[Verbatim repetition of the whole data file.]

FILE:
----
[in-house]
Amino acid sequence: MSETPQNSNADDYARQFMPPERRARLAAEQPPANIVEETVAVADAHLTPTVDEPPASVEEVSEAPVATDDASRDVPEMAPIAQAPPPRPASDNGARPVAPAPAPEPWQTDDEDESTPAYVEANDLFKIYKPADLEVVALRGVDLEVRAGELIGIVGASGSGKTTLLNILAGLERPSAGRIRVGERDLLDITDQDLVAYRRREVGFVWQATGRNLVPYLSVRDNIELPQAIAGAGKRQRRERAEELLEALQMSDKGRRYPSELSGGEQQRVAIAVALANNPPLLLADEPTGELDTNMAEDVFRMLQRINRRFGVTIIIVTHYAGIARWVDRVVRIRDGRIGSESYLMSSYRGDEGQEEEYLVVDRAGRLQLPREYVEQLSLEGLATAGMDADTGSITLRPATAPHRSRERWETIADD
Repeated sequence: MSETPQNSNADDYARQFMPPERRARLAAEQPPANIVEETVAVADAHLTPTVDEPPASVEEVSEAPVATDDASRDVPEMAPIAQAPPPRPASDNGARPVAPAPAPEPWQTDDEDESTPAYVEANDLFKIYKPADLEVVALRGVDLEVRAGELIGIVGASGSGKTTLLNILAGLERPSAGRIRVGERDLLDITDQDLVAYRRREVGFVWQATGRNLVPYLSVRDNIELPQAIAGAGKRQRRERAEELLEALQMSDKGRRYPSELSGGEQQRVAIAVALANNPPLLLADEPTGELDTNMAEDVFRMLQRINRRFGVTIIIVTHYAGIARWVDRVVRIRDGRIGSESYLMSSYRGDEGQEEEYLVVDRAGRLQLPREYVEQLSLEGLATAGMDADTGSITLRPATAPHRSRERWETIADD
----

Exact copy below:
[in-house]
Amino acid sequence: MSETPQNSNADDYARQFMPPERRARLAAEQPPANIVEETVAVADAHLTPTVDEPPASVEEVSEAPVATDDASRDVPEMAPIAQAPPPRPASDNGARPVAPAPAPEPWQTDDEDESTPAYVEANDLFKIYKPADLEVVALRGVDLEVRAGELIGIVGASGSGKTTLLNILAGLERPSAGRIRVGERDLLDITDQDLVAYRRREVGFVWQATGRNLVPYLSVRDNIELPQAIAGAGKRQRRERAEELLEALQMSDKGRRYPSELSGGEQQRVAIAVALANNPPLLLADEPTGELDTNMAEDVFRMLQRINRRFGVTIIIVTHYAGIARWVDRVVRIRDGRIGSESYLMSSYRGDEGQEEEYLVVDRAGRLQLPREYVEQLSLEGLATAGMDADTGSITLRPATAPHRSRERWETIADD
Repeated sequence: MSETPQNSNADDYARQFMPPERRARLAAEQPPANIVEETVAVADAHLTPTVDEPPASVEEVSEAPVATDDASRDVPEMAPIAQAPPPRPASDNGARPVAPAPAPEPWQTDDEDESTPAYVEANDLFKIYKPADLEVVALRGVDLEVRAGELIGIVGASGSGKTTLLNILAGLERPSAGRIRVGERDLLDITDQDLVAYRRREVGFVWQATGRNLVPYLSVRDNIELPQAIAGAGKRQRRERAEELLEALQMSDKGRRYPSELSGGEQQRVAIAVALANNPPLLLADEPTGELDTNMAEDVFRMLQRINRRFGVTIIIVTHYAGIARWVDRVVRIRDGRIGSESYLMSSYRGDEGQEEEYLVVDRAGRLQLPREYVEQLSLEGLATAGMDADTGSITLRPATAPHRSRERWETIADD